NAIL ART INSPIRATION COURTESY SS19

Fashion

All we loved from Paris, Milan and NYFW

From the recurring rage for the perfect French manicure to chrome finishes, OTT embellishments courtesy 3-D texture and negative space, SS19 gave us major nail art goals. We bring you techniques and treatments to elevate your nail art game this season:

Marco de Vincenzo’s show was devoted to his Sicilian childhood. With plenty of lace, chiffon and crystal trim, the mood was ultra-feminine and so were the beauty trends set off by his show. Think pastel or marble glazed Italian cities to pull off this trend in classic shades and you can’t go wrong.

Armani’s show in a cavernous hangar set new standards for industrial chic. The beauty trends from this futuristic runway channeled the spirit via a dark and deep metallic palette. Forget the current flavour for matte finishes and opt instead for old-world glamour to try this trend.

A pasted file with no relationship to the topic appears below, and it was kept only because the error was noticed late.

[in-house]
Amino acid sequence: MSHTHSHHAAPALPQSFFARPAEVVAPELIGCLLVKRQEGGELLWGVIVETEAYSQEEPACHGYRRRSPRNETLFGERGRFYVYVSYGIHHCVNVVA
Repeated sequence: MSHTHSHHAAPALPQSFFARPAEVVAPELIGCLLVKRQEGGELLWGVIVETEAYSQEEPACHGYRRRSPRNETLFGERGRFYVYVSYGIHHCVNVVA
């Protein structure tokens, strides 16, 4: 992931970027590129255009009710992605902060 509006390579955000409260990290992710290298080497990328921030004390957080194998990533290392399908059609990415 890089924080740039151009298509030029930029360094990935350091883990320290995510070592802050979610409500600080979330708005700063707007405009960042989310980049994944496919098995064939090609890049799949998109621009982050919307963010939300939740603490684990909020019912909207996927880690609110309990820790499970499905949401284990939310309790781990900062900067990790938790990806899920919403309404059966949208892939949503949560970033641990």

Square nails seem to be a popular choice with Rihanna’s Savage x Fenty showcasing the shape as well. They went bold in their choices, combining regal magenta with gold accents or adding a touch of sparkle to enhance a perfectly adequate colour. Invest in a shimmery bottle from your favourite brand and mix-and-match with shades in primary colours to bring this look home.

Fashion East brought us quirky yet undeniably beautiful nails made with fresh, pressed flowers! The real flowers were hand-placed on long square nails to create this look. Use a light colour as the base, letting the flowers settle in a design of your choice. Finish with a transparent top coat to achieve this look.

Libertine served up loud accents with 3-D texture featuring everything from baroque nails to the soulful combination of pink and gold texture, and including tiny details that reminded one of signet rings.

Moschino made clever use of negative space with their models sporting bare or nude nails with zig-zag patterns in black. Nicole Miller seemed to be thinking along similar lines with nails checkered in two tones - nude and a colour. There are many ways to creatively use negative space: be creative and experiment - after all that is what nail polish remover was invented for!


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